This is not a POWERLIFTING or TRAINING related article,
but it is definitely PrettySTRONG appropriate to
acknowledge that the wage gap is closing! *** Hell yeah! ***
By Shaun Gallagher – FORBES
”Women in the U.S. make 81 cents to the dollar men earn doing the same job.”
The 81:100 claim is based on 2010 data from the Bureau of Labor Statistics. Specifically, it compares the median weekly earnings of full-time wage and salary workers over age 16. For men, it’s $824. For women, it’s $669, or 81 percent of $824. But it’s not for doing the same job. That’s the figure for all men and all women, not for men and women in the same industry or job type.
So let’s alter that statement to make it less wrong:
”The median female wage in the U.S. is only 81% of the median male wage.”
Now, this is a downright crude measurement of the wage gap — perhaps the crudest possible, based on the available data.
So let’s calculate a more meaningful estimate, using the same data that Narrow the Gapp relies on. Instead of simply comparing the median paychecks of all men and all women, let’s use a method that allows us to compare like work against like work, and that also takes into account the relative impact of the wage gap on women. If we examine all of the occupations for which a wage gap can be computed based on available BLS data and weight them according to the number of women in each occupation, we find that the weighted median wage gap, by occupation, is about 86.5:100. That’s 5.5 percentage points different than the 81:100 estimate, and it closes up nearly 30 percent of the estimated wage gap. (If we take the weighted mean instead of the weighted median, it puts us at 84.8:100, which is 3.8 percentage points different and closes up 20 percent of the gap.)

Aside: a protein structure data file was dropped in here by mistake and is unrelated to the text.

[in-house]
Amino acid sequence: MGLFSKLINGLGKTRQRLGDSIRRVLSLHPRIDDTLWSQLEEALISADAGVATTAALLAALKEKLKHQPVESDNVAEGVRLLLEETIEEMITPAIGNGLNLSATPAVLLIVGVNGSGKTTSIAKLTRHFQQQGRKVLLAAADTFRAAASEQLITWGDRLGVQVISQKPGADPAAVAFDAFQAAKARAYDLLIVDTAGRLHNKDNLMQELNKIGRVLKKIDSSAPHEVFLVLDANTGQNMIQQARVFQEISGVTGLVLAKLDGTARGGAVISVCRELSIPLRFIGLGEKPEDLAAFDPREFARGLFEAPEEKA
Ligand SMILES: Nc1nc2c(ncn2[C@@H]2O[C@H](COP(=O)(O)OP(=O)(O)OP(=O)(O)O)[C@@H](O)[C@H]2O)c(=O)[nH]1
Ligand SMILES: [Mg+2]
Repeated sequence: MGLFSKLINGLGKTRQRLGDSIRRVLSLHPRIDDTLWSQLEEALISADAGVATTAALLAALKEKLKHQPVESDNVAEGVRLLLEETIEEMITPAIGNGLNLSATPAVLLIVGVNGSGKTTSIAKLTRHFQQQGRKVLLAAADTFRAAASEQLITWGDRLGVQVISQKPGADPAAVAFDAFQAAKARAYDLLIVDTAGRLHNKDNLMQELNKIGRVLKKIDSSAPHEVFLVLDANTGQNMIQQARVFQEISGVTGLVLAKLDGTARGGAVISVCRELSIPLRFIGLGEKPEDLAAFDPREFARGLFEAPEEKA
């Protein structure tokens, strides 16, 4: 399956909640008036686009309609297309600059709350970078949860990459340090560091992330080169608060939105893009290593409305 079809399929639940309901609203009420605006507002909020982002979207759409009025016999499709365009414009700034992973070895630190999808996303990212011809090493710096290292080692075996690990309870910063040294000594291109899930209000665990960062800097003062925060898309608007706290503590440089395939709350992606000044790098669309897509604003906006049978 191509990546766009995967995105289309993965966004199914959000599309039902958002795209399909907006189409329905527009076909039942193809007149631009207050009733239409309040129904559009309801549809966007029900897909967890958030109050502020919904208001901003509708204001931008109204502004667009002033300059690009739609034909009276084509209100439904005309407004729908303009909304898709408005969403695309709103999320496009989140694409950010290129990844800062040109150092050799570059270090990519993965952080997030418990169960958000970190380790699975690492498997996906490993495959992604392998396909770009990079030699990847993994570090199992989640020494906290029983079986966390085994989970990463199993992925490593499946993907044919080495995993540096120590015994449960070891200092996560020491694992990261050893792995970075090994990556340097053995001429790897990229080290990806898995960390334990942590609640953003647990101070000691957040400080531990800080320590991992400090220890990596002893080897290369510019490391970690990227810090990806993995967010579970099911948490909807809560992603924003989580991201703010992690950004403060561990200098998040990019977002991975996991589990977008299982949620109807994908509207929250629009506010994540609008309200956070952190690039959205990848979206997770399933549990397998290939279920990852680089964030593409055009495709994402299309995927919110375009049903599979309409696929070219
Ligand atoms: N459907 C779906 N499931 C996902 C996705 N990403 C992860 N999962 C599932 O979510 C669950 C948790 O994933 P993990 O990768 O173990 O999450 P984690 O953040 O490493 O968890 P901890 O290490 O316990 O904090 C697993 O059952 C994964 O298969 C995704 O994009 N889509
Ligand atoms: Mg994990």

And yet the cruder measurement is the one that is almost always used.
Moreover, when this statistic is cited, it is almost always implied that the gap is attributable entirely to gender discrimination. Both Narrow the Gapp and the National Women’s Law Center’s “Women Are Not Worth Less” campaign imply as much.
But common sense alone should suggest that at least some of the gap is attributable to things other than discrimination against women — for instance, differences between men’s and women’s career choices, work experience, salary-negotiation skills, and even the number of hours worked per week.
Yet we don’t have to rely on common sense alone to conclude that not all of the pay gap (based on the BLS numbers) is attributable to gender discrimination.
And what the research shows is that most of the gender pay gap — about 60 percent of it, in fact — can be attributed to factors other than gender discrimination, such as choice of industry, choice of occupation, years of work experience, and union status.
That’s based on 2010 U.S. Senate testimony from Heather Boushey, a senior economist with the Center for American Progress Action Fund, who cites an analysis by labor economists Francine Blau and Lawrence Kahn.